“OK OK OK OK” for camping. He ripped up the paper. “You need to pack that up.” I started, I knew I did. “Sir, I’m sorry, I was just trying to show you… you can take the knife, but I think a fine is excessive…”I ventured, seeing the paper ripped up and assuming that was the plan.
“You can have the knife” he said. I was shocked.
“Next time, don’t bring this into Singapore. Leave it in Malaysia” he instructed.
“Yes sir, absolutely sir, I know just the place sir! There wont be a next time! Well, there ill, I’ll come back, I’ll spend money… but…. no, uh… knife! Sir, thank you, you….”
He was scribbling something. I wasn’t sure if he even heard me. When I was finishing my packing, he handed me a slip. “If someone hassles you about the knife, show them this; you’ll be fine. BUT, keep it in your bag, eh? So no one can hassle…”
“Sir, I never intended it to meet the light of day…”
I was escorted out by the two security guards. I looked at the bored one that caught me initially. Skinny, mustache, probably my age, looked the part of a wall flower. “Was that exciting?” I asked. “No.” He said. “What about taking me in?” “No” he said. “I thought maybe you were in line for a commendation or reward…” We looked at each other for all of 3 seconds. I think he mentally smiled.
I asked the other guy how to get into Singapore. He was talkative on the way over and I think he was rooting for me in the station. “You take a bus, where will you go?” I had no idea. The plan was to find someplace when I got out of the train station. “Orchard Rd?” he ventured after tiring of my contemplative silence. “Yep” I chirped. “I was just going to find a hostel.”
“Take the yellow bus” he said.
“What number?” I asked.
“The yellow one.”
“The number doesn’t matter?” I was worried there were a couple yellow ones.
“No, just make sure it’s yellow.”
“OK! Great. Thank you so much” I said. “Oh, do you know where an ATM is, I have no money…”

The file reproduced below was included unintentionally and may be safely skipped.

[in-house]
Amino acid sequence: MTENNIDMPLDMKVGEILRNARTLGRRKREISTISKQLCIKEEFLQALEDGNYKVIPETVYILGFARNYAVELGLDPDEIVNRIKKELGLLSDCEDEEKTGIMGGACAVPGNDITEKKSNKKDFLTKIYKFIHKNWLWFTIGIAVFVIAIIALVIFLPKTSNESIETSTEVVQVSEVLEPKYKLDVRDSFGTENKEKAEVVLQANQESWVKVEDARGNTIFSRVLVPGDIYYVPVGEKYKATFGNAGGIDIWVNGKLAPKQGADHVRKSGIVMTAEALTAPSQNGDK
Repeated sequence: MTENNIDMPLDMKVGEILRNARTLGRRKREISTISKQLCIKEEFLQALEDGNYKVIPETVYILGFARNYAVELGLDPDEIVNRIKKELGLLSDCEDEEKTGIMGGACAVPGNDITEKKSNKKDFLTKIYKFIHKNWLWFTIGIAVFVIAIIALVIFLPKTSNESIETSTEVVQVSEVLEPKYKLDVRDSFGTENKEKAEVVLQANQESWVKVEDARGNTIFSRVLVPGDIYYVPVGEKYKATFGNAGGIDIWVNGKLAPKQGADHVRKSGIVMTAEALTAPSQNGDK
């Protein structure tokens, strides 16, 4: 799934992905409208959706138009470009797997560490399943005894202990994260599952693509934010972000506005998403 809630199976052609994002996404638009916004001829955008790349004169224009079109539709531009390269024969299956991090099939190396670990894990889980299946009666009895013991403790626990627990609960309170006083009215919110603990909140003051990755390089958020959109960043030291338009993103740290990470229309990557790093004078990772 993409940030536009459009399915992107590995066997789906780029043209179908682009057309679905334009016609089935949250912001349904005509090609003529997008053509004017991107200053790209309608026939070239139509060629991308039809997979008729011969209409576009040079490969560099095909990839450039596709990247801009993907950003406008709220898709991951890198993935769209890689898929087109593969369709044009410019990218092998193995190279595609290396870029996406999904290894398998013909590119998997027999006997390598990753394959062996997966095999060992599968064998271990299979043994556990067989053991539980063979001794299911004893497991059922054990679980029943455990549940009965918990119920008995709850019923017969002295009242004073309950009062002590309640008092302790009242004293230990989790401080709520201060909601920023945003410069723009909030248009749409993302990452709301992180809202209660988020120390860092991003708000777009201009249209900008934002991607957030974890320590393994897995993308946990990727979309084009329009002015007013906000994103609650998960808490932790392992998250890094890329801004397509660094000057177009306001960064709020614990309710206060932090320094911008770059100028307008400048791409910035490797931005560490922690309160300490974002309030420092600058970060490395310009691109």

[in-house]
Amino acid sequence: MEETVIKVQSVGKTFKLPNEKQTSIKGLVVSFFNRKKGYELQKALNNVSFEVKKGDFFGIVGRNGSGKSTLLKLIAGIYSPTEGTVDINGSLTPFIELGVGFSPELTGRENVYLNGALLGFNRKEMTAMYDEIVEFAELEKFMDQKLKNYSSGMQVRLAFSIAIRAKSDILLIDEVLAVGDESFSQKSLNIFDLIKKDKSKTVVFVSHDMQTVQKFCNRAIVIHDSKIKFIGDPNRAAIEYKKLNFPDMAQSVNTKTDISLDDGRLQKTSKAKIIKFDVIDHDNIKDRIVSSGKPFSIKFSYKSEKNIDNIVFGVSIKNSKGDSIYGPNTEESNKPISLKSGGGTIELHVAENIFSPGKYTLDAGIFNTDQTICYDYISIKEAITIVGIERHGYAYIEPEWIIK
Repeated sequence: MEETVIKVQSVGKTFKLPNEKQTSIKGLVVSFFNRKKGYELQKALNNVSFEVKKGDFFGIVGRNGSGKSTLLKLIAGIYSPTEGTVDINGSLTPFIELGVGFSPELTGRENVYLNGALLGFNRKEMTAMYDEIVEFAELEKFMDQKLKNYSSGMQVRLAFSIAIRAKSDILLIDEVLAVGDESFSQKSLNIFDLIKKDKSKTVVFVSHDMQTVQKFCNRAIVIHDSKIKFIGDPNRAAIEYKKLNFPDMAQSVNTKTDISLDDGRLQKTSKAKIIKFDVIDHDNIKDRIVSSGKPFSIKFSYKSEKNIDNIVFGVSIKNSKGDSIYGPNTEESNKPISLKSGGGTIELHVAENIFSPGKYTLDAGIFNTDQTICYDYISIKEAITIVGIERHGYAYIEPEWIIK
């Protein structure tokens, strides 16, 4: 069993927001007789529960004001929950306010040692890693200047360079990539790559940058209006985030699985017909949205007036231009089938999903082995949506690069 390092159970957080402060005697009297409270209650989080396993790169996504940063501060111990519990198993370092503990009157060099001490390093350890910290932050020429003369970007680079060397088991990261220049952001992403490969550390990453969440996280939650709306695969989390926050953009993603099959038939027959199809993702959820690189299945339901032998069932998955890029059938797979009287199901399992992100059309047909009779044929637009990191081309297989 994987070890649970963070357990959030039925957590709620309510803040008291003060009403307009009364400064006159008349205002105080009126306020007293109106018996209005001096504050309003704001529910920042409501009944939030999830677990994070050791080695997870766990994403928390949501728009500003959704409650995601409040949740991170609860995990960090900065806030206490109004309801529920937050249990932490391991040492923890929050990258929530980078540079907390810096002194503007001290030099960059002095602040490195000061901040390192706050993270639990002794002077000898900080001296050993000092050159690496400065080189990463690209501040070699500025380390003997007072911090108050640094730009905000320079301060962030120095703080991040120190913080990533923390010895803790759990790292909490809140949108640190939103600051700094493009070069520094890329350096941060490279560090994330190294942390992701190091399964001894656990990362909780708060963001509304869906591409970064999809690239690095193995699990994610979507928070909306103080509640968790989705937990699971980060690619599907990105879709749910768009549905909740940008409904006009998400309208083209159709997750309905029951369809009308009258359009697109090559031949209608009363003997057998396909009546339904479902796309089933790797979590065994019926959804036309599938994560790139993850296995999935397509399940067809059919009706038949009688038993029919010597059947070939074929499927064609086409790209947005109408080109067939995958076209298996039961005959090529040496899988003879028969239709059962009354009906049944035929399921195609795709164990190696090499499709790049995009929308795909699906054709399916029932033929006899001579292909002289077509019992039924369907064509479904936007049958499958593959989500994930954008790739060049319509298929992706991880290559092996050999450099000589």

He informed me there wasn’t one in the station. “OK, well I can walk to one outside, where is the exit?” I asked.
“It’s a long walk” he replied.
“Well, I mean I literally don’t have anything but 200 Thai baht, I even spent my last Malaysian Ringet on this donut and a magazine in Kuala Lumpur.” We stared at each other for a while.
“You know what my friend?” he rhetorically posed. “It is a very very long walk.”
“I really have no other option” I snickered, exasperated at the turn of events and starting to think about what I just pulled in that police station.
He smiled. Patted my back, counted out 2.40 Singapore Dollars; walked me to the correct bus line (there were 5). Told the guy to make sure I got on that bus. Smiled again at me.
“Sir, I can’t…” I stammered.
“Have a good time my friend” he replied.
“Sir, I am indebted to you… I can’t begin to thank you…” here I gave a solemn wai, as if I was in Thailand. It was the only gesture in my repertoire to convey the thanks and honor I felt. He smiled.
“See you soon my friend” drifted into my ears as he turned to go.
“You will! I will come back! With the knife! So we can…”
He was walking away.
I smiled, hoping he was smiling. I looked around. I was in Singapore. Shit, it’s clean! I thought. I waited in line, silently. I got on the bus, the last seat. As we pulled off, I considered that not only did I just avoid paying Singapore a fine, but I convinced them to pay ME?